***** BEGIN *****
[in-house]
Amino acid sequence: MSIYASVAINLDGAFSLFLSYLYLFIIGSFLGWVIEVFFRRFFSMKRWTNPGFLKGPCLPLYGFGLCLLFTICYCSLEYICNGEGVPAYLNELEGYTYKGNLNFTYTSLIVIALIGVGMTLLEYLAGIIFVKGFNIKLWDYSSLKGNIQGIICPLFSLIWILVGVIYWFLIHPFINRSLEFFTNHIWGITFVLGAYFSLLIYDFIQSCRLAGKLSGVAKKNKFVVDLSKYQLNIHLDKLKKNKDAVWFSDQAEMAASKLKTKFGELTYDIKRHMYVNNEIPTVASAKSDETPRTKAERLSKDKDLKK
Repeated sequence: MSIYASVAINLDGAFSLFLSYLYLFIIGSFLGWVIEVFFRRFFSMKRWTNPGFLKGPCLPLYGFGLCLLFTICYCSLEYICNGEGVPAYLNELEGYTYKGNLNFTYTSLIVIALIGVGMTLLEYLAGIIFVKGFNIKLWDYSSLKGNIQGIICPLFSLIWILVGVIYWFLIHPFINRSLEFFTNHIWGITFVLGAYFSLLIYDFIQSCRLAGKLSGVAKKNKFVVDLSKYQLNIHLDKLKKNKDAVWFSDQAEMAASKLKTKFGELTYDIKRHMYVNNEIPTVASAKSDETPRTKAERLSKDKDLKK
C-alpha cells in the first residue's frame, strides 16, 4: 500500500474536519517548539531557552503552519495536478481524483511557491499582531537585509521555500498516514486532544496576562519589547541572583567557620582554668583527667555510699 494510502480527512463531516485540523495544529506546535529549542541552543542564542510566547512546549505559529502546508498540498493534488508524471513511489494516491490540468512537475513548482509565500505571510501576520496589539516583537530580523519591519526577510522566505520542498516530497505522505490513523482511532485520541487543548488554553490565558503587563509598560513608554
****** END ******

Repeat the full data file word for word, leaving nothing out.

[in-house]
Amino acid sequence: MSIYASVAINLDGAFSLFLSYLYLFIIGSFLGWVIEVFFRRFFSMKRWTNPGFLKGPCLPLYGFGLCLLFTICYCSLEYICNGEGVPAYLNELEGYTYKGNLNFTYTSLIVIALIGVGMTLLEYLAGIIFVKGFNIKLWDYSSLKGNIQGIICPLFSLIWILVGVIYWFLIHPFINRSLEFFTNHIWGITFVLGAYFSLLIYDFIQSCRLAGKLSGVAKKNKFVVDLSKYQLNIHLDKLKKNKDAVWFSDQAEMAASKLKTKFGELTYDIKRHMYVNNEIPTVASAKSDETPRTKAERLSKDKDLKK
Repeated sequence: MSIYASVAINLDGAFSLFLSYLYLFIIGSFLGWVIEVFFRRFFSMKRWTNPGFLKGPCLPLYGFGLCLLFTICYCSLEYICNGEGVPAYLNELEGYTYKGNLNFTYTSLIVIALIGVGMTLLEYLAGIIFVKGFNIKLWDYSSLKGNIQGIICPLFSLIWILVGVIYWFLIHPFINRSLEFFTNHIWGITFVLGAYFSLLIYDFIQSCRLAGKLSGVAKKNKFVVDLSKYQLNIHLDKLKKNKDAVWFSDQAEMAASKLKTKFGELTYDIKRHMYVNNEIPTVASAKSDETPRTKAERLSKDKDLKK
C-alpha cells in the first residue's frame, strides 16, 4: 500500500474536519517548539531557552503552519495536478481524483511557491499582531537585509521555500498516514486532544496576562519589547541572583567557620582554668583527667555510699 494510502480527512463531516485540523495544529506546535529549542541552543542564542510566547512546549505559529502546508498540498493534488508524471513511489494516491490540468512537475513548482509565500505571510501576520496589539516583537530580523519591519526577510522566505520542498516530497505522505490513523482511532485520541487543548488554553490565558503587563509598560513608554